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ECONOMY > Agriculture

Japanese women breathe new life into agribusiness

  • July 29, 2015
  • , Nikkei
  • Trending@Japan

Agriculture is often said to be an endangered industry in Japan because the nation’s farming population has declined by 1 million from 3.3 million in 2005 to 2.3 million in 2013, and the average age of farmers in Japan is 66. However, women, who make up half of the total agricultural workforce in Japan, are beginning to play a greater role in revitalizing the nation’s farming industry by launching innovative agribusinesses involving the cultivation of high-quality and profitable commercial crops such as strawberries. According to statistics compiled by the Ministry of Agriculture, about 9,700 individual and group-operated business startups in the agricultural sector in Japan in 2012 were led by women, who have come up with innovative ways to process and market locally-grown produce. In the past, agriculture was a family business passed down from father to eldest son in traditionally conservative rural communities where wives were engaged in farming as a subordinate workforce. However, there is renewed interest in agriculture among young Japanese women today on account of their interest in food safety and food self-sufficiency. Many of the women who enter agribusiness do not necessarily come from farming backgrounds. In fact, their experience in a variety of business and academic fields such as IT and marketing has made it possible for them develop more efficient computer-assisted quality-control systems and more sophisticated marketing strategies.

Nikkei (4/13) quoted Nagoya University Professor Shinichi Shogenji as saying: “A positive cycle of change in the nation’s moribund agriculture sector and women’s increased participation in the industry has begun in Japan. Agribusiness today involves not only farming but also processing and marketing. Women are keenly aware of consumer needs, trends, and concerns, and increasing mechanization in the agriculture sector is lightening the physical burden of farm work on women. The concept of the eldest son inheriting his family farm is a story of the past. The flexible thinking of entrepreneurial women will bring innovation to agriculture.”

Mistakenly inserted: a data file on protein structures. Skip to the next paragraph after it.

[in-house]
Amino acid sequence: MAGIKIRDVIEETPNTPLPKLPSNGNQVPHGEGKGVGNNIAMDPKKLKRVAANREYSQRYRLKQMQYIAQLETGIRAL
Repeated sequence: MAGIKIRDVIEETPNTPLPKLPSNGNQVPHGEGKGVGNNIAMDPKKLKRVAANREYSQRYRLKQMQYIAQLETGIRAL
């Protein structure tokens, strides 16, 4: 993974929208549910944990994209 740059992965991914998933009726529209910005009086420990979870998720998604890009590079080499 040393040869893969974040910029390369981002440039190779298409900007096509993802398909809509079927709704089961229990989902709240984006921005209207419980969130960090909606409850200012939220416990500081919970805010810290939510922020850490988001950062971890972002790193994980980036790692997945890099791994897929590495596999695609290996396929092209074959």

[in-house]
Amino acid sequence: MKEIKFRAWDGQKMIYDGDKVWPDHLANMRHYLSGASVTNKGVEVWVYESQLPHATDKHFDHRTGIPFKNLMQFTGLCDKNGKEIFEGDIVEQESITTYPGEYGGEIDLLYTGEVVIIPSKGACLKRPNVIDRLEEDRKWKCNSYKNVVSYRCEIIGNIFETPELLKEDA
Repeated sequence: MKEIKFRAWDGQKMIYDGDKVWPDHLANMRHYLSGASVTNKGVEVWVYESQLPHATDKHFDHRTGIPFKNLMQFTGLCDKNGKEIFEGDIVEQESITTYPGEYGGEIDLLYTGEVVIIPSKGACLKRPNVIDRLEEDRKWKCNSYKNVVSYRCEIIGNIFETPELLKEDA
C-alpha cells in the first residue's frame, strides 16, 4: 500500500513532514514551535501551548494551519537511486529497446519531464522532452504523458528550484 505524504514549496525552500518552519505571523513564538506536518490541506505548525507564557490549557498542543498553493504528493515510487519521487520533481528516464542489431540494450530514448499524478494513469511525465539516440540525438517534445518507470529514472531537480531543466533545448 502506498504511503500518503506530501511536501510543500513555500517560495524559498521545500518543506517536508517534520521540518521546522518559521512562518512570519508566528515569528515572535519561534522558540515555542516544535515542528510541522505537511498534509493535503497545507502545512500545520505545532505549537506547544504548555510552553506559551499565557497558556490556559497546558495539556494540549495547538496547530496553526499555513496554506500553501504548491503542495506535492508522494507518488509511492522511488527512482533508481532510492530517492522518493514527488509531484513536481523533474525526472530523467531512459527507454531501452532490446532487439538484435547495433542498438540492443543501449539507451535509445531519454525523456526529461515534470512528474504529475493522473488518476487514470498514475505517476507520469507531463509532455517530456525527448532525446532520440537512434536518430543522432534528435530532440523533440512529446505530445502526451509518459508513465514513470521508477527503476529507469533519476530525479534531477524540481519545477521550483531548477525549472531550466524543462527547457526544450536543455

The government of Prime Minister Abe, who advocates creating a “society where woman shine,” has taken the initiative in urging women to participate in agriculture. The Ministry of Agriculture launched the “Nogyojoshi (women farmers) Project” in 2103 to promote collaboration between

female farmers and Japanese businesses. The number of women farmers participating in the project increased to 261 in 2015 from 37 in 2013, and a total of 21 companies in a wide range of industries, including machinery and garment manufacturing, food services, and retail, are involved in the project. One is Isaki. The machinery manufacturer launched last month a smaller tractor model that is easier for women to operate. Another is automaker Daihatsu, which last year developed a mini truck targeting women, based on the concept that a car that is friendly to women is friendly to all types of users.

First Lady Akie Abe is a strong advocate of the government initiative of promoting women’s participation in agriculture and revitalizing Japan’s farm sector, including the “Nogyojoshi Project.” Based on her interest in organic food and food safety and inspired by First Lady Michelle Obama’s kitchen garden and beehive project at the White House, Mrs. Abe established a colony of 30,000 Japanese honeybees at the Prime Minister’s Official Residence last week. The Japanese First lady also hosted Ambassador Kennedy at a rice-planting event in Yamaguchi Prefecture in June, and invited her husband to an agri-art festival held there last weekend. Accompanying his wife on the runway in a fashion show featuring clothing for farm work, the prime minister said: “We need to make agriculture an industry in which young people work with pride and hope.”

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